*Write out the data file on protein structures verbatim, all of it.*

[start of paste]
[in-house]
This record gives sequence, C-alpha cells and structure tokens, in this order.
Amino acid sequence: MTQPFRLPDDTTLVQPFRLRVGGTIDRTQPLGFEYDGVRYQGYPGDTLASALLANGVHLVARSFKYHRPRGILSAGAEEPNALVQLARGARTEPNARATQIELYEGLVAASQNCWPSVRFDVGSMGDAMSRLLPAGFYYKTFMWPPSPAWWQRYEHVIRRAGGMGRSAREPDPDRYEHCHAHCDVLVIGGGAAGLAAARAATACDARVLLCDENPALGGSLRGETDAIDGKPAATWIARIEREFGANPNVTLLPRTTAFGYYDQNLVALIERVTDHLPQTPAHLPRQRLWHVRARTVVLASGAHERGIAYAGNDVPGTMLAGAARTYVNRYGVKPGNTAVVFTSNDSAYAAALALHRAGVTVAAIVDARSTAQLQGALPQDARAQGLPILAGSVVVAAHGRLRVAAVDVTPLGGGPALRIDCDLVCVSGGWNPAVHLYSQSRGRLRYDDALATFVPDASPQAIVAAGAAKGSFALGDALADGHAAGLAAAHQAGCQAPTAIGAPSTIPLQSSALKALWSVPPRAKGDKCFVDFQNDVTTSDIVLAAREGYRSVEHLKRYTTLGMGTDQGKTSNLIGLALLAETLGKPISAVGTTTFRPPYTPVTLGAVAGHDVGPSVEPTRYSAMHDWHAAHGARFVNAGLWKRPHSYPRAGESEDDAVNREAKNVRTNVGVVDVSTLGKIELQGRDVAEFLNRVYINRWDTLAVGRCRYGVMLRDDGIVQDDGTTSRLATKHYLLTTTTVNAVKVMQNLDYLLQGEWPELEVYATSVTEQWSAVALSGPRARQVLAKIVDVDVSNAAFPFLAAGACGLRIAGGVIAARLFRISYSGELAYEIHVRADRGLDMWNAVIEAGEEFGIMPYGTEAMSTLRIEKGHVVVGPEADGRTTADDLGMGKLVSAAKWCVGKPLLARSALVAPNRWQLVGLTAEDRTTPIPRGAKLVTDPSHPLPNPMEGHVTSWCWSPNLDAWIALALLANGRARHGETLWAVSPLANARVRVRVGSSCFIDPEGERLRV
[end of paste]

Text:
[in-house]
This record gives sequence, C-alpha cells and structure tokens, in this order.
Amino acid sequence: MTQPFRLPDDTTLVQPFRLRVGGTIDRTQPLGFEYDGVRYQGYPGDTLASALLANGVHLVARSFKYHRPRGILSAGAEEPNALVQLARGARTEPNARATQIELYEGLVAASQNCWPSVRFDVGSMGDAMSRLLPAGFYYKTFMWPPSPAWWQRYEHVIRRAGGMGRSAREPDPDRYEHCHAHCDVLVIGGGAAGLAAARAATACDARVLLCDENPALGGSLRGETDAIDGKPAATWIARIEREFGANPNVTLLPRTTAFGYYDQNLVALIERVTDHLPQTPAHLPRQRLWHVRARTVVLASGAHERGIAYAGNDVPGTMLAGAARTYVNRYGVKPGNTAVVFTSNDSAYAAALALHRAGVTVAAIVDARSTAQLQGALPQDARAQGLPILAGSVVVAAHGRLRVAAVDVTPLGGGPALRIDCDLVCVSGGWNPAVHLYSQSRGRLRYDDALATFVPDASPQAIVAAGAAKGSFALGDALADGHAAGLAAAHQAGCQAPTAIGAPSTIPLQSSALKALWSVPPRAKGDKCFVDFQNDVTTSDIVLAAREGYRSVEHLKRYTTLGMGTDQGKTSNLIGLALLAETLGKPISAVGTTTFRPPYTPVTLGAVAGHDVGPSVEPTRYSAMHDWHAAHGARFVNAGLWKRPHSYPRAGESEDDAVNREAKNVRTNVGVVDVSTLGKIELQGRDVAEFLNRVYINRWDTLAVGRCRYGVMLRDDGIVQDDGTTSRLATKHYLLTTTTVNAVKVMQNLDYLLQGEWPELEVYATSVTEQWSAVALSGPRARQVLAKIVDVDVSNAAFPFLAAGACGLRIAGGVIAARLFRISYSGELAYEIHVRADRGLDMWNAVIEAGEEFGIMPYGTEAMSTLRIEKGHVVVGPEADGRTTADDLGMGKLVSAAKWCVGKPLLARSALVAPNRWQLVGLTAEDRTTPIPRGAKLVTDPSHPLPNPMEGHVTSWCWSPNLDAWIALALLANGRARHGETLWAVSPLANARVRVRVGSSCFIDPEGERLRV